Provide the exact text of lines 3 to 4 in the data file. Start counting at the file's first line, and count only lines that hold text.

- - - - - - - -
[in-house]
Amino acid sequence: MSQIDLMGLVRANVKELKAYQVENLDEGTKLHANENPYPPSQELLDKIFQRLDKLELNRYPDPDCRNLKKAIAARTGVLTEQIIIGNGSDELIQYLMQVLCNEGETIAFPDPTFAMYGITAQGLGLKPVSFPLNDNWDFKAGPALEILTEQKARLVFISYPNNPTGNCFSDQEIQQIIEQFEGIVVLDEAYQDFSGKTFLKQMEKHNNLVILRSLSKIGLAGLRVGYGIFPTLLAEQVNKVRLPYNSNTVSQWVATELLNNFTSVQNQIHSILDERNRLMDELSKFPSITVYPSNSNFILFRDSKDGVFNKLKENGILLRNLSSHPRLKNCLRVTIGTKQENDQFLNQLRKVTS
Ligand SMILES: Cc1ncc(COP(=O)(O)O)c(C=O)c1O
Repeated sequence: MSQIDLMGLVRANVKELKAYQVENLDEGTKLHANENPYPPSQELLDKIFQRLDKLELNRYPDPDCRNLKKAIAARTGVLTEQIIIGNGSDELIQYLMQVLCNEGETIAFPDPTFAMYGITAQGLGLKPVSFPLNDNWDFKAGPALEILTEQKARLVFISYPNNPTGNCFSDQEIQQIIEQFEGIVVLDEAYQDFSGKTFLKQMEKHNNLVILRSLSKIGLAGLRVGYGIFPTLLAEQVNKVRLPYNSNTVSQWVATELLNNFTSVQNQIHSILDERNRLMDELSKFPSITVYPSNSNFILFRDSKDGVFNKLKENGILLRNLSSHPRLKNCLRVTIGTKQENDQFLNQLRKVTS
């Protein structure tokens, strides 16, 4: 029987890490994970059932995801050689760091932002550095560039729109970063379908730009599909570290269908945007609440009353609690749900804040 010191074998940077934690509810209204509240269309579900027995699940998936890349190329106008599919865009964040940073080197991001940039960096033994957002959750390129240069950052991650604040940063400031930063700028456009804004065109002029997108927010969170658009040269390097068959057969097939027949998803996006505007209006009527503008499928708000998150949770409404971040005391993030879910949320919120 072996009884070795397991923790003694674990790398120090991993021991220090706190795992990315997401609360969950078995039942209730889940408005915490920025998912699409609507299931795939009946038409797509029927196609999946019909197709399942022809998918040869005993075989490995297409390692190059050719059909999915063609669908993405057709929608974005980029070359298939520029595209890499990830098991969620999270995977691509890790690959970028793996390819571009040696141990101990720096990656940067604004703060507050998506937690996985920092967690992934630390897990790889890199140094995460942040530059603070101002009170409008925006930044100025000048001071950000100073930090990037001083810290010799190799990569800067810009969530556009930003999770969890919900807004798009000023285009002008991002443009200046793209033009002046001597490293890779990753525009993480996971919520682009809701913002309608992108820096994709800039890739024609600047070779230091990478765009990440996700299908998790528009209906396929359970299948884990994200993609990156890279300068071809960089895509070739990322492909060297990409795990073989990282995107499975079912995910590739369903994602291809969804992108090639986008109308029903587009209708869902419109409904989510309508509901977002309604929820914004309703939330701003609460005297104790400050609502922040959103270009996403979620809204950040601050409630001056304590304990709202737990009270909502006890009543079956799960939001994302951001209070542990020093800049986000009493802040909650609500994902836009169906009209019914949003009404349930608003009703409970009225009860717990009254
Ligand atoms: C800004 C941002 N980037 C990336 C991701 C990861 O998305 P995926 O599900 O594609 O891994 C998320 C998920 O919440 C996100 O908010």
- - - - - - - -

Ligand SMILES: Cc1ncc(COP(=O)(O)O)c(C=O)c1O
Repeated sequence: MSQIDLMGLVRANVKELKAYQVENLDEGTKLHANENPYPPSQELLDKIFQRLDKLELNRYPDPDCRNLKKAIAARTGVLTEQIIIGNGSDELIQYLMQVLCNEGETIAFPDPTFAMYGITAQGLGLKPVSFPLNDNWDFKAGPALEILTEQKARLVFISYPNNPTGNCFSDQEIQQIIEQFEGIVVLDEAYQDFSGKTFLKQMEKHNNLVILRSLSKIGLAGLRVGYGIFPTLLAEQVNKVRLPYNSNTVSQWVATELLNNFTSVQNQIHSILDERNRLMDELSKFPSITVYPSNSNFILFRDSKDGVFNKLKENGILLRNLSSHPRLKNCLRVTIGTKQENDQFLNQLRKVTS